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February 08, 2008

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Yes, with a little initiative you can avoid all sorts of scams -- and a "scam" is exactly what the optician-optometrist racket is!

A hundred years ago, people bought glasses from a vendor on a truck, and occasionally, the choice was incorrect or injurious.

A group of schemers sought to capitalize on this, and successfully lobbied, in all the United States, to prevent the dispensing of eyeglasses by anyone other than state-licensed practitioners, who called themselves "optometrists."

As the name implies, these practitioners are "metricians" only, that is, their job is to take measurements. They are not physicians, but merely paraprofessionals, with minimal standing in the medical community. Yet they successfully convinced state legislatures to allow them to adopt the title of "doctor," which is totally misleading, especially among people who are poor and ignorant.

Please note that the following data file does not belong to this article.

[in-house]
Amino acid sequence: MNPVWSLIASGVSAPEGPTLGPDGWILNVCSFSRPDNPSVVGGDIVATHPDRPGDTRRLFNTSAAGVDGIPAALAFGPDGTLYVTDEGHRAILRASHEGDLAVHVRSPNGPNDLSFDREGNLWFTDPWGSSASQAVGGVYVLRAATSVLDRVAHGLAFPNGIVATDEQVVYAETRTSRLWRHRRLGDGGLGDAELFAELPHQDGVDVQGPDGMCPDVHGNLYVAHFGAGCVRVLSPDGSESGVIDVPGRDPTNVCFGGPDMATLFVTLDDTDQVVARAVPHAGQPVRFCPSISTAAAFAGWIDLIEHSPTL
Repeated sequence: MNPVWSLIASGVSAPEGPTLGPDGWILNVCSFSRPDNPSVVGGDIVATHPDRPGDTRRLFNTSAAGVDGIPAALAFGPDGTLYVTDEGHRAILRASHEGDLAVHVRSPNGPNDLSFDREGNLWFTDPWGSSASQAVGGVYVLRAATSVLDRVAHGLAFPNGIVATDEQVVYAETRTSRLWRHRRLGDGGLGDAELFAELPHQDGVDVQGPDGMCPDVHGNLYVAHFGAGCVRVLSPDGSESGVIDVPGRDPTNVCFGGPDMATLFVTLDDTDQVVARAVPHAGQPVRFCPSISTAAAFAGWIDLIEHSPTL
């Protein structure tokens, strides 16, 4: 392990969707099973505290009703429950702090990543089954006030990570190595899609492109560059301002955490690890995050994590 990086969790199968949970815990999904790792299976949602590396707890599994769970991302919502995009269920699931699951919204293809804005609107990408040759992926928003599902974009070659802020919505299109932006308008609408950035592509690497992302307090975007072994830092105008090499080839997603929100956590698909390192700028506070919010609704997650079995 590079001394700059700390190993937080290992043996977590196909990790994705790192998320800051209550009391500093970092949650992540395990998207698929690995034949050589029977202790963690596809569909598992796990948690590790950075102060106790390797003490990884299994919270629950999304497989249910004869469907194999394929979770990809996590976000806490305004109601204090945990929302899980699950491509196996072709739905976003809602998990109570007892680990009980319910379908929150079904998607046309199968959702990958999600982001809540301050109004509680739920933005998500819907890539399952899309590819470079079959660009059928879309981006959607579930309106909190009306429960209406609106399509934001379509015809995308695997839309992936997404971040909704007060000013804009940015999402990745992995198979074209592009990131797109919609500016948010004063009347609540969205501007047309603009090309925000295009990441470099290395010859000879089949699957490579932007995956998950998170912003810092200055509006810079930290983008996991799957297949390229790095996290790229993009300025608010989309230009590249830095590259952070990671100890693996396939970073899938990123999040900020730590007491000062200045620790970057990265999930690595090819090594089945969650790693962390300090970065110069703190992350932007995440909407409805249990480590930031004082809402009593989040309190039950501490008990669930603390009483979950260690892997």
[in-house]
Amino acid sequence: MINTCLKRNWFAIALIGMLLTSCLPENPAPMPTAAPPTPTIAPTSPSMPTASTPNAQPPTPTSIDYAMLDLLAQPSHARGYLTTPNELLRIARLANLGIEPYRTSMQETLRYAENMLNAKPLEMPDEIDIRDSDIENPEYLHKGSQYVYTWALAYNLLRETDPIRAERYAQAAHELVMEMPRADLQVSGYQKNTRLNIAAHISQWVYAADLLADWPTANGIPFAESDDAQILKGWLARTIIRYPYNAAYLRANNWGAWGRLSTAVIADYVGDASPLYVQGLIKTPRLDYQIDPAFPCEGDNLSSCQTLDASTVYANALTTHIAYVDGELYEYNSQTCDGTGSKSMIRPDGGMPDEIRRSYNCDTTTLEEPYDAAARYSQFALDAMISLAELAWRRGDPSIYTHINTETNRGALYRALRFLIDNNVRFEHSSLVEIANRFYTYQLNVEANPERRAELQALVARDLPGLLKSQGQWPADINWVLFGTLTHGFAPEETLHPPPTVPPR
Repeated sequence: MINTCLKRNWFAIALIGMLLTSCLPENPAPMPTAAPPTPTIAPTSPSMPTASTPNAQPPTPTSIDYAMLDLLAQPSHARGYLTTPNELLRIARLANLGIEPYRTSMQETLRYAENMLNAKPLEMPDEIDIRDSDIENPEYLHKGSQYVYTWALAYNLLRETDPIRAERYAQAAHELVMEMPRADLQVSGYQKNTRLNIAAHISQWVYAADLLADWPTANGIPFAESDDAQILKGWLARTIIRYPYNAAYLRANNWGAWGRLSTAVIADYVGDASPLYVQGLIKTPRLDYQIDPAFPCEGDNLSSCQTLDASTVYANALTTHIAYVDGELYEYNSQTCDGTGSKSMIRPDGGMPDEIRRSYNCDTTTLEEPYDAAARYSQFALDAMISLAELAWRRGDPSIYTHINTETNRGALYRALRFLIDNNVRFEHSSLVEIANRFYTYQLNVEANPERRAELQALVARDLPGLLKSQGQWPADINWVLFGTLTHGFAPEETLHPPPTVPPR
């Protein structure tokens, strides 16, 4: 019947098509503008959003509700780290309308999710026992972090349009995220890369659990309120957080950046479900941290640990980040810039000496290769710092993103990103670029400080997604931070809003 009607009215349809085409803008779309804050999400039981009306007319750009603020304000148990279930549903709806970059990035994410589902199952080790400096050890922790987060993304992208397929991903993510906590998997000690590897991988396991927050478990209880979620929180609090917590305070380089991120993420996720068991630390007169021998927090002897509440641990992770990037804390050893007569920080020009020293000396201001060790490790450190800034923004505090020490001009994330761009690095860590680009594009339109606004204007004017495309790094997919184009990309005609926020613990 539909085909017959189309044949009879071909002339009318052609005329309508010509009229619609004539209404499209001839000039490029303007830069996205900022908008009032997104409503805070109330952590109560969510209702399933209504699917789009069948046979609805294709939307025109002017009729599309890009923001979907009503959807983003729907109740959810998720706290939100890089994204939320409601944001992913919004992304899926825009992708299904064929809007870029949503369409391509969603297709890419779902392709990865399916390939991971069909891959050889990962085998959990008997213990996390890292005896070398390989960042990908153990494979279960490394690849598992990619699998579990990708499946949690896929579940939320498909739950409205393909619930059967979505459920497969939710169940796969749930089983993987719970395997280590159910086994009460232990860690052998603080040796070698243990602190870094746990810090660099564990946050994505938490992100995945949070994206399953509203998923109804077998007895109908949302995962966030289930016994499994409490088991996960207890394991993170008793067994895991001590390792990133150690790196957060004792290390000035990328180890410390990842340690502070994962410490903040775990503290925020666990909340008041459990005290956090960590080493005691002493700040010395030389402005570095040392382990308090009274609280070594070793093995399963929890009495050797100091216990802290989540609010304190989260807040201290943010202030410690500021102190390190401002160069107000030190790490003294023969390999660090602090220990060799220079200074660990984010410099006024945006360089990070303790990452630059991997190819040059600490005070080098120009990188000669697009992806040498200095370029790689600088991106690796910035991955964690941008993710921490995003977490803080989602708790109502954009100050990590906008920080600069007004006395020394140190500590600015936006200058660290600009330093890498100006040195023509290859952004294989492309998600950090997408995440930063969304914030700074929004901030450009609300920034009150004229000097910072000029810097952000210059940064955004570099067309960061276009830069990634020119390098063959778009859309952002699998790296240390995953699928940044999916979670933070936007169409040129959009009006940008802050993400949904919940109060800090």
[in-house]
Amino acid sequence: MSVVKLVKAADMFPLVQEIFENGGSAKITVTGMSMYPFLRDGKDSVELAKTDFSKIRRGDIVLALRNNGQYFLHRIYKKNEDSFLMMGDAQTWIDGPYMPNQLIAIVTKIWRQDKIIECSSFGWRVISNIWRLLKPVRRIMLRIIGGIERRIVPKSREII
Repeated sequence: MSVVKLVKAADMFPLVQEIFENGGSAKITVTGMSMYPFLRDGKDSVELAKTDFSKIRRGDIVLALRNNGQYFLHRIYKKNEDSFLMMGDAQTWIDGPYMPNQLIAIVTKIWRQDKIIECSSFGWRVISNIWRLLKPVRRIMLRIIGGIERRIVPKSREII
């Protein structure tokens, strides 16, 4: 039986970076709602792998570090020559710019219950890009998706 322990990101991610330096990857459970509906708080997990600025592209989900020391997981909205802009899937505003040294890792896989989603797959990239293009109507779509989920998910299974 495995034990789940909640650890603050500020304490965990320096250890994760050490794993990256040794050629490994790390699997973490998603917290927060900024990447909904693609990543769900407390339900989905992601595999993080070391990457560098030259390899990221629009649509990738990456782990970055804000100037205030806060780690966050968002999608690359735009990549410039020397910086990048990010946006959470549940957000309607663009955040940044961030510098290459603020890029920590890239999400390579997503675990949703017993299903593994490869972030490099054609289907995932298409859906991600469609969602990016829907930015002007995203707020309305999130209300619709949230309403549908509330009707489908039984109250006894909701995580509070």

As time went on, these paraprofessionals were able to enforce a virtual monopoly on the dispensement of eyeglasses, and in 20th-century America, the price of a pair of eyeglasses became inflated to 100-200 times beyond its value, and most people became reduced to owning only one or two pairs.

This was only eased in more recent times, when it has become possible to purchase a limited number of strengths (+1.00 thru +3.00), over-the-counter, for as little as a dollar. Naturally, this has aroused the greatest objections from the optometry industry.

A dollar, in my estimation, is just about what a pair of eyeglasses is physically worth. All the rest is frills, and there is no reason today why one should not own dozens of pairs of eyeglasses, of many different styles, and several different strengths, for various occasions.

The work of the optometrist consists of nothing more than common sense in sitting a customer down -- in a specially appointed, pseudo-medical-office environment -- and in approximating the customer's own responses as to "which is better, A or B; which is better, B or C?" As a true paraprofessional, the optometrist is also trained to be watchful for signs of eye disease, but if any such sign is apparent, there is absolutely no recourse other than to enlist the help of the professional, namely, the opthalmologist.